Britain's Indian-origin ministers in the new Cabinet, Suella Braverman and Alok Sharma, will attend their first meeting at 10 Downing Street on Wednesday under the leadership of British Prime Minister Liz Truss.
For Suella Braverman, 47, it's a case of a fresh start as she moved Cabinet offices from that of the Attorney General to take on her new role as Home Secretary.
The London-born barrister and member of Parliament for Fareham in south-east England, of Tamil and Goan heritage, took charge at the Home Office soon after her appointment by Liz Truss on Tuesday evening.
She takes over the frontline role from fellow Indian-origin Brexiteer, Priti Patel, who resigned earlier this week after Truss was confirmed as Boris Johnson's successor at Downing Street.
The legality of Priti Patel's agreement to deport some asylum seekers to Rwanda in Africa is currently being examined by the High Court in England. Humanitarian groups have called for the new administration to scrap the controversial deal aimed at controlling illegal migration figures but Liz Truss backs the action, which means her new Home Secretary would have to work on implementing it.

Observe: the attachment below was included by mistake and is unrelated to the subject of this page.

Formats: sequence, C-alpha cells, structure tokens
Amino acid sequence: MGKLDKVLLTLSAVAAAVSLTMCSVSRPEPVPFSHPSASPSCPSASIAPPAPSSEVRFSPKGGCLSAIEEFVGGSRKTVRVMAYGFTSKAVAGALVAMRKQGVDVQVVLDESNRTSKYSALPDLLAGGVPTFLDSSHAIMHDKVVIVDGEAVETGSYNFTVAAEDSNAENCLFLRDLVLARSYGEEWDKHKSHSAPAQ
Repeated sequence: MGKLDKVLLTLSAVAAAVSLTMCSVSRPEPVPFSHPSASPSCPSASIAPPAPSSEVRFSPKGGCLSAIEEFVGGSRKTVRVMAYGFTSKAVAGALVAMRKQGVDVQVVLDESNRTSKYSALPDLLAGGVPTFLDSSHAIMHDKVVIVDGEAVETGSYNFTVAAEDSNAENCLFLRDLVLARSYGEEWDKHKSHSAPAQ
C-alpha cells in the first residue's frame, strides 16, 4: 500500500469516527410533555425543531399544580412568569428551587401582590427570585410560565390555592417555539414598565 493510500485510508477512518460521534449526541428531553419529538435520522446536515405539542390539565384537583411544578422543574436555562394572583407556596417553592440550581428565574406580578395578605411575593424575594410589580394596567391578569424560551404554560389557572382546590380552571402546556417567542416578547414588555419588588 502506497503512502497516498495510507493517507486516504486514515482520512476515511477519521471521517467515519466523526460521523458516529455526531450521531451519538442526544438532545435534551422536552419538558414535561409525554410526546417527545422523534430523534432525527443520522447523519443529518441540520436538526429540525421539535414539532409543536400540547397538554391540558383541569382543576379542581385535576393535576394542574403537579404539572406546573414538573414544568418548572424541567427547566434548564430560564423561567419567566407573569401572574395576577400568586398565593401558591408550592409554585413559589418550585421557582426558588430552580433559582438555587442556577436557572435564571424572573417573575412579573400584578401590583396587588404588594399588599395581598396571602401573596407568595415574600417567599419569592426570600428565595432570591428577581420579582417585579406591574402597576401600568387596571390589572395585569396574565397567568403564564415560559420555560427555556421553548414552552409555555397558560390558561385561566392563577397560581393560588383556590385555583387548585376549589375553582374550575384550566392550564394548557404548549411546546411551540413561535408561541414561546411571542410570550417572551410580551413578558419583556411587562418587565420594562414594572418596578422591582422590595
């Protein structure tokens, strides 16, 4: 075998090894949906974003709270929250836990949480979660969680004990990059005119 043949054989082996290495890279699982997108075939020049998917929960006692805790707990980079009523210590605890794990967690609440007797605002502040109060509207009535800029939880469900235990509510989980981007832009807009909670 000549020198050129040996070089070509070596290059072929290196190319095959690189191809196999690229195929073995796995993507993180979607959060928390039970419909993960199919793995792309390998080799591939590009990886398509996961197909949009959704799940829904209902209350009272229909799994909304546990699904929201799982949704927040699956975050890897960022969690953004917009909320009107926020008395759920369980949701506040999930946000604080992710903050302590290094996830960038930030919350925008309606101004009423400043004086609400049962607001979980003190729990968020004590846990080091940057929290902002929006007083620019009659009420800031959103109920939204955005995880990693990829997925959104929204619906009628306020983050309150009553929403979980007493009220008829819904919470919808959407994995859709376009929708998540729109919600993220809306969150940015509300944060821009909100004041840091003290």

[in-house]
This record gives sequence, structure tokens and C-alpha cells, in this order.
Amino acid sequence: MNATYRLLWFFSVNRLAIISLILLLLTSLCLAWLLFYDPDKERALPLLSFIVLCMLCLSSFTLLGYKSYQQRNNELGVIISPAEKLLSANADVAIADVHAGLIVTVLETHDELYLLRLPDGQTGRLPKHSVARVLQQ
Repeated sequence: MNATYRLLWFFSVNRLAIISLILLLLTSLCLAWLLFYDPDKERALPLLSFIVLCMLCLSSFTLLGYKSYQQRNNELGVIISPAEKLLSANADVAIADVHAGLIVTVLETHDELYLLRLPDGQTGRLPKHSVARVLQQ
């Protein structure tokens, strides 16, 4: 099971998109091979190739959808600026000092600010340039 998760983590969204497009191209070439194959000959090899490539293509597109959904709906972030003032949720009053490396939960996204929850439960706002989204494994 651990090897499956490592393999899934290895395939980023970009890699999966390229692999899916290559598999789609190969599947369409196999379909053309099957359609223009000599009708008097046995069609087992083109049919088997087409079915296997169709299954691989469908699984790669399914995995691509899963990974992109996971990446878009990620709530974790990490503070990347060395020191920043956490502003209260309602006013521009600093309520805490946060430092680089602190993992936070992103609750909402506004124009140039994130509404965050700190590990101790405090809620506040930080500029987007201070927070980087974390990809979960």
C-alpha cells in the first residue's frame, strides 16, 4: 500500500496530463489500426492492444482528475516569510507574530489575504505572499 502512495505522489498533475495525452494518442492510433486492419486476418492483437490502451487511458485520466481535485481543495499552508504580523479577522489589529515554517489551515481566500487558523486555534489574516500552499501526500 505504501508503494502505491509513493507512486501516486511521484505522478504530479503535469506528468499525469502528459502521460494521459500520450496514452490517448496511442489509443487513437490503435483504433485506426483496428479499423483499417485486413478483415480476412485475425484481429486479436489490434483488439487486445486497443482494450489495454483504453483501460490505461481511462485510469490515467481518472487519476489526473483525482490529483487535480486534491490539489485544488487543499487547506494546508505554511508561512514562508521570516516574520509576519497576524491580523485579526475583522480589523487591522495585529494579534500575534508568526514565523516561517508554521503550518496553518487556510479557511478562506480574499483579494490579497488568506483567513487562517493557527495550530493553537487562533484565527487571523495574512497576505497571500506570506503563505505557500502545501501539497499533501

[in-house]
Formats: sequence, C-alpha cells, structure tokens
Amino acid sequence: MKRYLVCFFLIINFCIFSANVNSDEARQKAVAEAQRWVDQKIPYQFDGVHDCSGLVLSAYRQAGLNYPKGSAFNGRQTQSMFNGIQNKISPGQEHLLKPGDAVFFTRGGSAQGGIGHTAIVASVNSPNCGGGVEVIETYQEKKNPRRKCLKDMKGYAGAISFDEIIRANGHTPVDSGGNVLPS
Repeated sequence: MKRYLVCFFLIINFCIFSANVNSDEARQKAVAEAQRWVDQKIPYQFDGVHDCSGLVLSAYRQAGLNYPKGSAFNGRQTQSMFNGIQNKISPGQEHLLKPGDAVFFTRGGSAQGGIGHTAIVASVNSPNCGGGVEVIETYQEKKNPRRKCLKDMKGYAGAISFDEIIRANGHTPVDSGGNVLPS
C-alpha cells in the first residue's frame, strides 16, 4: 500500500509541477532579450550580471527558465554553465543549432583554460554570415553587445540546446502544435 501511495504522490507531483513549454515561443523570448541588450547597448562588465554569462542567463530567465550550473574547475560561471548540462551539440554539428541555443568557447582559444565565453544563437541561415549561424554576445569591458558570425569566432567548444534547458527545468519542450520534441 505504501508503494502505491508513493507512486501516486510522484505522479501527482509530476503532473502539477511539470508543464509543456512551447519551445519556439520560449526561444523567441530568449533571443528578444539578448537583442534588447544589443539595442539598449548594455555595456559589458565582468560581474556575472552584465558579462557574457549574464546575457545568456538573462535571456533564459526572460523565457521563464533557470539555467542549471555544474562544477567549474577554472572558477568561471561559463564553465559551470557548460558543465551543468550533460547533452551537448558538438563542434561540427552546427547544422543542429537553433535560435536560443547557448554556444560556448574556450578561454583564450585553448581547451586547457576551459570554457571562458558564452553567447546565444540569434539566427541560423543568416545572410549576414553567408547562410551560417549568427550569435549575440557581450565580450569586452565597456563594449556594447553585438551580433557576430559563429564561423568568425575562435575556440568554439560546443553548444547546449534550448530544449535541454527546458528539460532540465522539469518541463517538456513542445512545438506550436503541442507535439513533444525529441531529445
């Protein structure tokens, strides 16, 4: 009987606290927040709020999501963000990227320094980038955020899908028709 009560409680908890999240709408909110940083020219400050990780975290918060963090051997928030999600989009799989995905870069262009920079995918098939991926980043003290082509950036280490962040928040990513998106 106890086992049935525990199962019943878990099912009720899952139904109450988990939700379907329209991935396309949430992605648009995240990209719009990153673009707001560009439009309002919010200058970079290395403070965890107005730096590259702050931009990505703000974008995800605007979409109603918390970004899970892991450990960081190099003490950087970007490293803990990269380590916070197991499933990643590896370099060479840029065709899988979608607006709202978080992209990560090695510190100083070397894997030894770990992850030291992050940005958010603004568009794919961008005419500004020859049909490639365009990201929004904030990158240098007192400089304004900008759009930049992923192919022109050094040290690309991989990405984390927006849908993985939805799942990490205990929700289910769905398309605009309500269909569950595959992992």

Ms Braverman also faces a tough to-do list in other major areas of Home Office responsibility, including crime and policing at a time when the number of recorded crimes stands at a record high while the proportion prosecuted is at a record low.
For Agra-born Alok Sharma, 55, it's more of the status quo as he stays in his climate action post as the President of the United Nations Climate Change Conference COP26. He had attracted much praise for his handling of the COP26 Summit in Glasgow, Scotland, last November in his advocacy for the global transition towards more sustainable and green energy sources.
"Delighted to continue working with Prime Minister Liz Truss to deliver on the Glasgow Climate Pact," he tweeted.
The Tory MP for Reading West in southern England has held UK ministerial positions in the Business, Trade, Housing and Employment departments since he was elected to Parliament in 2010.
He worked in the corporate sector before his entry into politics and has been working towards implementing the actions agreed between nations at last year's COP26 Summit in Scotland.
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